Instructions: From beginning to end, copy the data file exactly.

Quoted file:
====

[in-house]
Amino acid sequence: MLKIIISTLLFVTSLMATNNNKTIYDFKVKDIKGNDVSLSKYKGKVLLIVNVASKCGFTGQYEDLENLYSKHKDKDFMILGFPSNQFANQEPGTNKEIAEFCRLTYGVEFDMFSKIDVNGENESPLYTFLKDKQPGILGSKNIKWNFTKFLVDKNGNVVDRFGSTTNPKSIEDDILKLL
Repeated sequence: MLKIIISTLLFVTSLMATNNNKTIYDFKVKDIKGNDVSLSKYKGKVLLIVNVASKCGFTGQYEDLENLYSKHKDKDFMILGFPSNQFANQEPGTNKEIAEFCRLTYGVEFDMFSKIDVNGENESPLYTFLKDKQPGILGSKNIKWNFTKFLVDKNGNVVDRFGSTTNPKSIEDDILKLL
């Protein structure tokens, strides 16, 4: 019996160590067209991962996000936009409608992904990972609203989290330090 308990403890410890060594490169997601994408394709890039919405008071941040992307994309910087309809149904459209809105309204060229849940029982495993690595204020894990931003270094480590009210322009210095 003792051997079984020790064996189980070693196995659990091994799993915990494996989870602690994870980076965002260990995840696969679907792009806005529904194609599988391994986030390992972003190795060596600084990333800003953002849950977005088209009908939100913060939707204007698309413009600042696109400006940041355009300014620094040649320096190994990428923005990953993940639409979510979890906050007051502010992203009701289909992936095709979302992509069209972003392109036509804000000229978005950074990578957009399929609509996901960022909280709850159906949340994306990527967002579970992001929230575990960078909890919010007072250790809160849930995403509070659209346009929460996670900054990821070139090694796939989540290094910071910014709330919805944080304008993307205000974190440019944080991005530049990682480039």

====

[in-house]
Amino acid sequence: MLKIIISTLLFVTSLMATNNNKTIYDFKVKDIKGNDVSLSKYKGKVLLIVNVASKCGFTGQYEDLENLYSKHKDKDFMILGFPSNQFANQEPGTNKEIAEFCRLTYGVEFDMFSKIDVNGENESPLYTFLKDKQPGILGSKNIKWNFTKFLVDKNGNVVDRFGSTTNPKSIEDDILKLL
Repeated sequence: MLKIIISTLLFVTSLMATNNNKTIYDFKVKDIKGNDVSLSKYKGKVLLIVNVASKCGFTGQYEDLENLYSKHKDKDFMILGFPSNQFANQEPGTNKEIAEFCRLTYGVEFDMFSKIDVNGENESPLYTFLKDKQPGILGSKNIKWNFTKFLVDKNGNVVDRFGSTTNPKSIEDDILKLL
């Protein structure tokens, strides 16, 4: 019996160590067209991962996000936009409608992904990972609203989290330090 308990403890410890060594490169997601994408394709890039919405008071941040992307994309910087309809149904459209809105309204060229849940029982495993690595204020894990931003270094480590009210322009210095 003792051997079984020790064996189980070693196995659990091994799993915990494996989870602690994870980076965002260990995840696969679907792009806005529904194609599988391994986030390992972003190795060596600084990333800003953002849950977005088209009908939100913060939707204007698309413009600042696109400006940041355009300014620094040649320096190994990428923005990953993940639409979510979890906050007051502010992203009701289909992936095709979302992509069209972003392109036509804000000229978005950074990578957009399929609509996901960022909280709850159906949340994306990527967002579970992001929230575990960078909890919010007072250790809160849930995403509070659209346009929460996670900054990821070139090694796939989540290094910071910014709330919805944080304008993307205000974190440019944080991005530049990682480039």